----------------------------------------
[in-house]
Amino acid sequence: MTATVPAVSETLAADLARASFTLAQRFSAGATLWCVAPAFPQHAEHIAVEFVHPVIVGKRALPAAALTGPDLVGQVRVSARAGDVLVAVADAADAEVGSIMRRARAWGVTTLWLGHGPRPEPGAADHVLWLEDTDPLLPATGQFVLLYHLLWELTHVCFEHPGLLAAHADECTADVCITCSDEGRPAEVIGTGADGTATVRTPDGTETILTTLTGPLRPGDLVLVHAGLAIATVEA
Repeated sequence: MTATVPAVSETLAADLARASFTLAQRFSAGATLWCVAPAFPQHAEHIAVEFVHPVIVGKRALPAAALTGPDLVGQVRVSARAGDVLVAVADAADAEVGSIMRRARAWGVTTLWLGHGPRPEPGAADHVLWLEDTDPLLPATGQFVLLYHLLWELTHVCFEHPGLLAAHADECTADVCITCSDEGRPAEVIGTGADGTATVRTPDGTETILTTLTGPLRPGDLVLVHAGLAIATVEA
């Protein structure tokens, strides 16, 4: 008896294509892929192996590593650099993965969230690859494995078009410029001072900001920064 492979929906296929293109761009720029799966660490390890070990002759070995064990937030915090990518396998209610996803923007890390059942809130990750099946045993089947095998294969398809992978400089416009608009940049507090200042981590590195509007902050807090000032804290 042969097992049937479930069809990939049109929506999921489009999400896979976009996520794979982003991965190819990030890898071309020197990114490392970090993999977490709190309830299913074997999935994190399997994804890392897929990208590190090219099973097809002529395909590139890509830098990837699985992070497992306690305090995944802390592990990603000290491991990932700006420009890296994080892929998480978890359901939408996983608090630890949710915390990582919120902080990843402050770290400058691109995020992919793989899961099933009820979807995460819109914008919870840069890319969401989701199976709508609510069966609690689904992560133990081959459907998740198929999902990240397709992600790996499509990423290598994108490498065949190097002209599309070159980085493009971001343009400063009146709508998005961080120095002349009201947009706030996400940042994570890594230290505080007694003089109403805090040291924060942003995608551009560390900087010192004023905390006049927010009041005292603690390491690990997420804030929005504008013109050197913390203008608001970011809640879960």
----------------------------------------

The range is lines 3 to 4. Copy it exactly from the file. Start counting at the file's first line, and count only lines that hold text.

Repeated sequence: MTATVPAVSETLAADLARASFTLAQRFSAGATLWCVAPAFPQHAEHIAVEFVHPVIVGKRALPAAALTGPDLVGQVRVSARAGDVLVAVADAADAEVGSIMRRARAWGVTTLWLGHGPRPEPGAADHVLWLEDTDPLLPATGQFVLLYHLLWELTHVCFEHPGLLAAHADECTADVCITCSDEGRPAEVIGTGADGTATVRTPDGTETILTTLTGPLRPGDLVLVHAGLAIATVEA
């Protein structure tokens, strides 16, 4: 008896294509892929192996590593650099993965969230690859494995078009410029001072900001920064 492979929906296929293109761009720029799966660490390890070990002759070995064990937030915090990518396998209610996803923007890390059942809130990750099946045993089947095998294969398809992978400089416009608009940049507090200042981590590195509007902050807090000032804290 042969097992049937479930069809990939049109929506999921489009999400896979976009996520794979982003991965190819990030890898071309020197990114490392970090993999977490709190309830299913074997999935994190399997994804890392897929990208590190090219099973097809002529395909590139890509830098990837699985992070497992306690305090995944802390592990990603000290491991990932700006420009890296994080892929998480978890359901939408996983608090630890949710915390990582919120902080990843402050770290400058691109995020992919793989899961099933009820979807995460819109914008919870840069890319969401989701199976709508609510069966609690689904992560133990081959459907998740198929999902990240397709992600790996499509990423290598994108490498065949190097002209599309070159980085493009971001343009400063009146709508998005961080120095002349009201947009706030996400940042994570890594230290505080007694003089109403805090040291924060942003995608551009560390900087010192004023905390006049927010009041005292603690390491690990997420804030929005504008013109050197913390203008608001970011809640879960």